The fanatics eventually picked a young Milanese woman, Maifreda di Pirovano, and set the date of Guglielma’s return, the Pentecost in the year 1300. When this date arrived, the forces of Pope Boniface VIII seized Maifreda di Pirovano and others, and burned them at the stake on the Piazza Vetra.
According to fanciful legend (or hoax), Abbe Berenger Saunière, a poor parish priest, was doing some repairs in 1891 in the village church at Rennes-le-Château, a southern French town. He found some parchments that he took to the Abbe of the church of Saint Sulpice in Paris to be deciphered.
Abbe Saunière subsequently became wealthy, and it was supposed that the parchments had contained valuable secrets. A Frenchman, Pierre Plantard, was at the heart of what is now seen by most experts as almost certainly a hoax involving connections between documents he created and the legends surrounding Saunière, as well as the Priory of Sion. Plantard’s documents eventually were a source for reporting by Henry Lincoln, who did a BBC documentary.
In 1981, Lincoln teamed with two other authors to write Holy Blood, Holy Grail, which originated speculations that the secrets protected by the Priory of Sion were the relics of Mary Magdalene, who had been the wife of Christ and the matriarch of a line of Merovingian kings of France. Dan Brown drew heavily on Holy Blood, Holy Grail in writing The Da Vinci Code.
Abbe Saunière’s village, Rennes-le-Château, lies in the southeastern quadrant of France, home of the Merovingians as well as the later Cathars.
On the acknowledgments page of Angels & Demons, Dan Brown pays homage to John Langdon, who created the stunning ambigrams for that book. He also shows off work by John Langdon on the web site for The Da Vinci Code.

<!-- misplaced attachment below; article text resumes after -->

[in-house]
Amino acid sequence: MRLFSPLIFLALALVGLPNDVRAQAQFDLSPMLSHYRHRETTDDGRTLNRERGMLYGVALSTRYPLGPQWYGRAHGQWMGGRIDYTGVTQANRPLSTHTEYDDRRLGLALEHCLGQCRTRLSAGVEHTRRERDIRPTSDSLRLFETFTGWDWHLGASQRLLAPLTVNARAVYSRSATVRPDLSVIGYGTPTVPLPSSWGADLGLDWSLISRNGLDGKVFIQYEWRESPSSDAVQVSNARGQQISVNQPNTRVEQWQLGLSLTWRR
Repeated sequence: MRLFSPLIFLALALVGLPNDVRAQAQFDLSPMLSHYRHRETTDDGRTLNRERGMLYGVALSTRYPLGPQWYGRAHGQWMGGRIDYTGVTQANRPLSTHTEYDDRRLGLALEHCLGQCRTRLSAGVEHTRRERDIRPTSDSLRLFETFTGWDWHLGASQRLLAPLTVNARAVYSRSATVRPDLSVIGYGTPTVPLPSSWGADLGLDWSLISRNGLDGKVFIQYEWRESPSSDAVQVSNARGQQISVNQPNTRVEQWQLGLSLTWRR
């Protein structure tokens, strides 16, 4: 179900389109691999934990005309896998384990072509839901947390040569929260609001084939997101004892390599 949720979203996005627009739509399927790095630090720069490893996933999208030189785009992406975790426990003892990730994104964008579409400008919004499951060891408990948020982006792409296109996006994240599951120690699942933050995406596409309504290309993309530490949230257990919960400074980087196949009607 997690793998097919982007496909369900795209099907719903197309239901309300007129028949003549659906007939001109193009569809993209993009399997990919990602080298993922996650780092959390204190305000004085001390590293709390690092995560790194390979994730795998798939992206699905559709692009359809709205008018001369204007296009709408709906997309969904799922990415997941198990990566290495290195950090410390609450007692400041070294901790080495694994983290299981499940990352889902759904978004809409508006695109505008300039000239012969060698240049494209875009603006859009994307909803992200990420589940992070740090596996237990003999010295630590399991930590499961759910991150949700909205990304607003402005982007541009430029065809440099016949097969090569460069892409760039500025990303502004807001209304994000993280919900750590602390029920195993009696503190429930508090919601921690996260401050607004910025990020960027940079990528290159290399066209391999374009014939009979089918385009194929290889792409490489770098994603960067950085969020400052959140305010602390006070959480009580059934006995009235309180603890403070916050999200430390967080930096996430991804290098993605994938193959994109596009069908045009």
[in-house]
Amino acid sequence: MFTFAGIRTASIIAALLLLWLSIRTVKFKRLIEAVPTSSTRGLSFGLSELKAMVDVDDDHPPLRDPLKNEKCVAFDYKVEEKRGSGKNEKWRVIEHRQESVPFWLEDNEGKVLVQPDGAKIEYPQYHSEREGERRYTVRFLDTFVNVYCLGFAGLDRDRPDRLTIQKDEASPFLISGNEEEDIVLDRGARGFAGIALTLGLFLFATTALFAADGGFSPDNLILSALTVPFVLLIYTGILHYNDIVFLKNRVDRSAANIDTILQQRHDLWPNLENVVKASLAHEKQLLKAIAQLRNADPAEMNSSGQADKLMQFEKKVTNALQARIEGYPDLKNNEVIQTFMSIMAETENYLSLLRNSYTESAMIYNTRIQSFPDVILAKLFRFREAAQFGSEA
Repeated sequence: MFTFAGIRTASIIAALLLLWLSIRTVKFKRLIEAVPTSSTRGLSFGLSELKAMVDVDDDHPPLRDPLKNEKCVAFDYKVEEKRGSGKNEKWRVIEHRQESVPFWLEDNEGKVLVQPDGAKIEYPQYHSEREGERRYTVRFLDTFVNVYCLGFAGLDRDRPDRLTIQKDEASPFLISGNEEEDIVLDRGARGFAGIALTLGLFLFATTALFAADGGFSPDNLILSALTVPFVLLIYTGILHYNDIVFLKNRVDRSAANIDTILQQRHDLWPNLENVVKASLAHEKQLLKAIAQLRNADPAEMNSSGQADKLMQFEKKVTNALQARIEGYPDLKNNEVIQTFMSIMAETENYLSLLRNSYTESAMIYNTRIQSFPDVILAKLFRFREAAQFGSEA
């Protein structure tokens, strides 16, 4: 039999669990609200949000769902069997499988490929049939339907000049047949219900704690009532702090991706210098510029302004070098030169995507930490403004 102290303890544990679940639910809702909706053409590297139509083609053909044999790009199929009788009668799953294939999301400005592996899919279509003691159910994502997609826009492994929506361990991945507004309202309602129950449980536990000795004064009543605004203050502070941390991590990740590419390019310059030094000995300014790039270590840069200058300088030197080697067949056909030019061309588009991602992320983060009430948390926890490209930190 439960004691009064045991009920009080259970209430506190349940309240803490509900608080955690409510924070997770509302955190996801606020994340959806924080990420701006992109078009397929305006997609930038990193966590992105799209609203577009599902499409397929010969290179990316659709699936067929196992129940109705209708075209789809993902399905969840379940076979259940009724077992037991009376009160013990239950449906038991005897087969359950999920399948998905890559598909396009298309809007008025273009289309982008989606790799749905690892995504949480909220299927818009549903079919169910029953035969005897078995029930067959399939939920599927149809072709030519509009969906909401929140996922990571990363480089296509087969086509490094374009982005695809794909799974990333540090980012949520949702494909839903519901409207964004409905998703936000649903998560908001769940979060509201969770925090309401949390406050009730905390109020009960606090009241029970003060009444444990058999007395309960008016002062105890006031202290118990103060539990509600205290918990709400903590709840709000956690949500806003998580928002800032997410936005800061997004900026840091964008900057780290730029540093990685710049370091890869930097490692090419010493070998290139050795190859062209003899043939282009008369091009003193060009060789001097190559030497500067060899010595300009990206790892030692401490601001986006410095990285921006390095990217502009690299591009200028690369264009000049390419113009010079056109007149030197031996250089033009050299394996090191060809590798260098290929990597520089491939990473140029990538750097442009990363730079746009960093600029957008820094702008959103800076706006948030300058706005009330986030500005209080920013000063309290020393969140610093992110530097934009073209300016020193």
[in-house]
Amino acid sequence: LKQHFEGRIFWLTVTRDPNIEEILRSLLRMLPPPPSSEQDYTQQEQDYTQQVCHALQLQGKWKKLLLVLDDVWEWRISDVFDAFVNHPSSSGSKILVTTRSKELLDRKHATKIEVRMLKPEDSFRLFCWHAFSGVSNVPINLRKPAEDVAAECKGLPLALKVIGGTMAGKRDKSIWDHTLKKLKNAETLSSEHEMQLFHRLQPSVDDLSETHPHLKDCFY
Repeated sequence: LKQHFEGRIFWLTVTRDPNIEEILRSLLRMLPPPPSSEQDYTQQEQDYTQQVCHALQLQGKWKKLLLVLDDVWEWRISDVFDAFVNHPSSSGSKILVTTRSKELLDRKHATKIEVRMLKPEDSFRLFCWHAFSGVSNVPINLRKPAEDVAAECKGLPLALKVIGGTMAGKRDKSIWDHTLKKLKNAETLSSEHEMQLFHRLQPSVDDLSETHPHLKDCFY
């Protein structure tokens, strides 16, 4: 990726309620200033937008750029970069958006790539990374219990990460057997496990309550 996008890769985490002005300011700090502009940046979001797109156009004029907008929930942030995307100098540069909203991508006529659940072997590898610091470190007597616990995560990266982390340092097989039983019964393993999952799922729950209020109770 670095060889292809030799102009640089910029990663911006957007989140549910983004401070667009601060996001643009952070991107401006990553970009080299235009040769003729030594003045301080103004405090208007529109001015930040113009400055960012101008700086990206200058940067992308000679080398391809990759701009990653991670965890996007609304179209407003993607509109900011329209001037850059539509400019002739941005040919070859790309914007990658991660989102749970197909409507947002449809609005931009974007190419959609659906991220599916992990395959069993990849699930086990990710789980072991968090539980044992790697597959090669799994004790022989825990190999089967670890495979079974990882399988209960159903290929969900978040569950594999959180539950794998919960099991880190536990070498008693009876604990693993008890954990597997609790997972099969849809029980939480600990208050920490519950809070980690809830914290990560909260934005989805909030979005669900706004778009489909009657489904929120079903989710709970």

Ambigrams are word-images that read the same upside-down or rightside-up.While Dan Brown describes them as an “ancient” and “mythical” symbology, John Langdon apparently he believes that the particular art form he is executing is one that he invented or discovered. Another artist, Scott Kim, independently began drawing ambigrams at about the same time. Kim credits Langdon with the earliest use, however--and Kim says that Douglas Hofstadter, coined the word “ambigram.”
John Langdon has his own website, www.johnlangdon.net, where some of his outstanding works can be seen.
The Languedoc, the French region where so much of the Mary Magdalene and Templar history resides, is also suggested by the name Langdon. Langdon is also a “don”—a Harvard don (professor). There are a variety of other connotations to ponder as well.
Mount Bezu is a mountain very near Rennes-le-Château and it has at least two aspects of significance. One is that a rumored Templar stronghold was built there. It is also one of five mountaintop sites in the area that are said to form a perfect pentacle.Grande Fache is a mountain in the Pyrenees, not far from Andorra (where Aringarosa found Silas) and not far from Rennes-le-Château, the village where the myth of Abbe Saunière arises.
Fache, with the appropriate accent, also means angry in French—a characteristic that certainly defines this particular police official.
As is explained in The Da Vinci Code, “Sofia” means “wisdom” in Greek and has a female connotation in Greek and other archaic mythologies. Various reporters have suggested that “Neveu,” in addition to meaning “new” in general in French, may also suggest “new eve”—with all the resonances to the Eve character in the Bible and in myth. A second coming of Eve, the rebirth of the sacred feminine, the female goddess of wisdom—all fitting distinctions for Sophie Neveu. Indeed, she anagrams as, “Oh! Supine Eve.”
Sophia portrayed as a mystical consort of Christ is found in a Nag Hammadi book considered as scripture by the Gnostics. It is called “The Sophia (Wisdom) of Jesus Christ.” In this document, Sophia is the female half of an androgynous Christ, and known as “First Begettress Sophia, Mother of the Universe. Some call her 'Love.' “